The Press and Journal (Aberdeen and Aberdeenshire)



It’s a sair fecht and a trauchle that’s agreed;

But it’s surely sense to tak bad times wi the gweed.


Ay, it’s a sair fecht for a half loaf as the sayin goes, bit losh faivver wid o thocht it wid come tae es, the dreidit coronaviru­s spreadin mair wyes than een takkin ower ilka news media an wird o moo aroon the warl.

Neist tae at comes isolation an losh aathing’s ill tae thole enoo tho it hisna stoppit the birr at the kitchen table as the heid gaird’ner shuvvles in mair an mair compost prickin oot the annual seedlins, an wi some ready help, the sweet pea trenches are dell’t, the dung beeriet an aa’s ready gairden-wyes. Mither Nature fairly ploos up the gweed an the bad, thinkin on the bonnie displays o blossom tae come as we warsle throwe es crisis tryin tae abide bi the stern advice ge’in.

Half loaf ? Fit price noo fin mair an mair little shoppies are bein smor’t oot bi the muckle stores fan personal service ees’t tae mean aathing. Lord forgie aa the greedyguts at think only aboot emsels. Nae only breid bit fit aboot eggs an milk tae swall the stammick? “His aa the hens gin aff the lay thegither”, I speir’t at the cheerie lass as I gaed up tae the shoppie early in the mornin for ma P&J, butteries an milk tae get the response at the coos were in isolation. Fin I suggestit at they maun hae gin eel, at fair stumpit ‘er. Fit aboot you?

Turnin tae the pages o the death notices it’s afa sad tae read time an time again on faimilies wi sair hairts haein tae decide, due tae the present circumstan­ces, that the funerals maun be private an neen o’s able tae pey oor last respects tae freens o lang standin, an kirks nae even aloo’t tae open their doors tae the soun o the bell on a sabbath mornin.

On that I think o the plicht o the faimily on the recent daith at the age o 88 o the weel-kent an respectit aathor an journalist, Jack Webster, fa wis aye prood tae ca emsel “a loon fae Maud”. Startin wi “The Turra Squeak”, syne the P&J, he wis tae mak’s mark wi’s skeely interviewi­n for the Scottish Daily Express, in spite o battlin a stammer in’s earlier days.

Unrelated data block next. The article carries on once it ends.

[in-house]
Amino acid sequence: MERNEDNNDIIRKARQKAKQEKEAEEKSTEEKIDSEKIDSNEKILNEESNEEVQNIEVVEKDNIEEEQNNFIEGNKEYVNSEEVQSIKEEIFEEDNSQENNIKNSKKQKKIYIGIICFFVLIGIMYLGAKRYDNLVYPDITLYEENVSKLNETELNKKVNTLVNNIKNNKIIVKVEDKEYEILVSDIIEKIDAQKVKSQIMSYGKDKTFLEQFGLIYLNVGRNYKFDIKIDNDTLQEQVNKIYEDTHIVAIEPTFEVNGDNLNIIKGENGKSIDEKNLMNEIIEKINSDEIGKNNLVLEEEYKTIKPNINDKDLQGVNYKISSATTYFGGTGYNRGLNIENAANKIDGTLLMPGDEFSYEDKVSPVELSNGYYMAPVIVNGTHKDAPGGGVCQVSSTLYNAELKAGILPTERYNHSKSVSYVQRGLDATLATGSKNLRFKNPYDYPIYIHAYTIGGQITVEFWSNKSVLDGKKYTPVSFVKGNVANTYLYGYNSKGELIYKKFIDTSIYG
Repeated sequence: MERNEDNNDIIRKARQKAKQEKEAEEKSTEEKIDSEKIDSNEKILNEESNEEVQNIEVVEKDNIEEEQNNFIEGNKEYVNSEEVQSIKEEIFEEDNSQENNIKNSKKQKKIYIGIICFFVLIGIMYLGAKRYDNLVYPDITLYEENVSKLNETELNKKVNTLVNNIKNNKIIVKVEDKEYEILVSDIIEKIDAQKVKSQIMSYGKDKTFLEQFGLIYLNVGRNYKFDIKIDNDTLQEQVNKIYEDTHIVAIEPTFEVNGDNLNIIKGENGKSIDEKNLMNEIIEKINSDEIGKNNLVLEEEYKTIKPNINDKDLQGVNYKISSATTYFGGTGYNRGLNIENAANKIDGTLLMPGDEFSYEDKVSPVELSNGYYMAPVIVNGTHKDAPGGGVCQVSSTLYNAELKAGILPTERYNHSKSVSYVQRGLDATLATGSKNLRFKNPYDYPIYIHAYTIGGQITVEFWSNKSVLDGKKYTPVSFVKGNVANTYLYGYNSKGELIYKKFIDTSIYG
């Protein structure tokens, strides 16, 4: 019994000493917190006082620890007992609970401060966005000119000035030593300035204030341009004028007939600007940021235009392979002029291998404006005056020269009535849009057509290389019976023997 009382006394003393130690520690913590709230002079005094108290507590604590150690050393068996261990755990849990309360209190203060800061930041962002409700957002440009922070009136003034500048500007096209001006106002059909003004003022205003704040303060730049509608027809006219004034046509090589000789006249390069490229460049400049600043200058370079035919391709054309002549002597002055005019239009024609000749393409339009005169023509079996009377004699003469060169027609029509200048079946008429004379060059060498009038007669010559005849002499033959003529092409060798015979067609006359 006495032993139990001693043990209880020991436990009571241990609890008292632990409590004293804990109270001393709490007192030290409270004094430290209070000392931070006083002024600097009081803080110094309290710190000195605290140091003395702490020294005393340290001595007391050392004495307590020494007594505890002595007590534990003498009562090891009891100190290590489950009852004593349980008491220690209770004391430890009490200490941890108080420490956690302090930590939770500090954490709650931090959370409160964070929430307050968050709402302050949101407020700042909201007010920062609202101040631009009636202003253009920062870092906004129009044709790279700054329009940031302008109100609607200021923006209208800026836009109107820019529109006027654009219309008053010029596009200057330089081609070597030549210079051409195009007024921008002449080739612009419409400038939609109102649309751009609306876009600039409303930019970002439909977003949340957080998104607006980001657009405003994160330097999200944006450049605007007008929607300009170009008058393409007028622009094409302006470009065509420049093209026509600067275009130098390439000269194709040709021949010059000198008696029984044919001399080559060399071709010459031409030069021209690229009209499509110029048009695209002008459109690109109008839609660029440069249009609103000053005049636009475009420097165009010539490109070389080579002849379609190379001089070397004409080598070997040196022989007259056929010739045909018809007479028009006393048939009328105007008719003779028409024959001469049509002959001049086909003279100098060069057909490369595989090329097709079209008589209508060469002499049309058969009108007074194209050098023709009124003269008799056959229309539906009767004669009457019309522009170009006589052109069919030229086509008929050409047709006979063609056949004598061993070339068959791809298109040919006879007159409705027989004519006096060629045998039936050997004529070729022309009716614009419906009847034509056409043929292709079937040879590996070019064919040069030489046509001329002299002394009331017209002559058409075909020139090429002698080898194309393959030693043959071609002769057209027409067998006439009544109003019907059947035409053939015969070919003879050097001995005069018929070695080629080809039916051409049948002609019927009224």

Stars fae the internatio­nal scene like Bing Crosby, Elizabeth Taylor an Muhammed Ali won the trust o es lad o pairts an wi patience an perseveran­ce he even got Charlie Chaplin, while on holiday in Deeside, tae come wi him tae the Tivoli Theatre far Charlie hid eence made a stage appearance.

I first met Jack in my early days o broadcasti­n, in the siventies, wi the late Arthur Argo, my first producer. Jack and Arthur were cousins an baith great-grandsons o the renown’t collector o folk sang, Gavin Greig, a teacher at Whitehill. The three o’s share’t a lowe o oor ain North-East airt an passion tae keep alive wir mither tongue. Mony a gran news we hid recaain these days. Space disna alloo me tae dauchle bit the documentar­y on Jack roupin oot the faimily fairm at Honeyneuk, will aye bide in ma memory as een o the maist popular programmes ivver produc’t on the BBC Landward series, scriptit and presentit bi Jack on the live ongauns o the day. Myn on Charlie Morrison, the ungshineer wi’s tackety beets rockin back an fore as he spak?

Jack wis tae write wi sic emotion on gyaun back tae Culsh Kirkyaird near New Deer far his folks lie at rest alang wi cousin Arthur an indeed Gavin Greig, an lookin doon ower the lans in the lythe o the fairm confessin wi aa’s hairt: “I am a Buchan man forever.” He’s comin back hame tae be aside them an his late wife Eden, the private funeral service haein already teen place at Linn Crematoriu­m in Glesca. A remarkable man and wordsmith supreme.

Tak care an see ye neist


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